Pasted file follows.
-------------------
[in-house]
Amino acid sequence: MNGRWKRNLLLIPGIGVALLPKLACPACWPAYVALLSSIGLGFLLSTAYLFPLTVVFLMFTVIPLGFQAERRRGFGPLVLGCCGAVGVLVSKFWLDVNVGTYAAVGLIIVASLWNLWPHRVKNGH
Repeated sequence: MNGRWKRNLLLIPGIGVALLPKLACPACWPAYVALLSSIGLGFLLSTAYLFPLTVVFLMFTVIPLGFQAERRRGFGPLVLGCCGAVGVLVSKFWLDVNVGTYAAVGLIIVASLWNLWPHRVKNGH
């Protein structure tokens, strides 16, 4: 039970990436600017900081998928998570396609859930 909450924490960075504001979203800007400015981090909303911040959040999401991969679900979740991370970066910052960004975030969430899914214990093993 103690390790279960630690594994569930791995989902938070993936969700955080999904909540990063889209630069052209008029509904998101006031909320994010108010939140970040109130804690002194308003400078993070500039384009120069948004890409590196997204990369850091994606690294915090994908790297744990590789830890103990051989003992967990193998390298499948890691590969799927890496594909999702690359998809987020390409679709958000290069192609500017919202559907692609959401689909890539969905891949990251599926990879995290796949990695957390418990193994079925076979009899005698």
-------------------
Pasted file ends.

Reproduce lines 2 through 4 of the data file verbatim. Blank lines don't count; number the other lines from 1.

Amino acid sequence: MNGRWKRNLLLIPGIGVALLPKLACPACWPAYVALLSSIGLGFLLSTAYLFPLTVVFLMFTVIPLGFQAERRRGFGPLVLGCCGAVGVLVSKFWLDVNVGTYAAVGLIIVASLWNLWPHRVKNGH
Repeated sequence: MNGRWKRNLLLIPGIGVALLPKLACPACWPAYVALLSSIGLGFLLSTAYLFPLTVVFLMFTVIPLGFQAERRRGFGPLVLGCCGAVGVLVSKFWLDVNVGTYAAVGLIIVASLWNLWPHRVKNGH
């Protein structure tokens, strides 16, 4: 039970990436600017900081998928998570396609859930 909450924490960075504001979203800007400015981090909303911040959040999401991969679900979740991370970066910052960004975030969430899914214990093993 103690390790279960630690594994569930791995989902938070993936969700955080999904909540990063889209630069052209008029509904998101006031909320994010108010939140970040109130804690002194308003400078993070500039384009120069948004890409590196997204990369850091994606690294915090994908790297744990590789830890103990051989003992967990193998390298499948890691590969799927890496594909999702690359998809987020390409679709958000290069192609500017919202559907692609959401689909890539969905891949990251599926990879995290796949990695957390418990193994079925076979009899005698």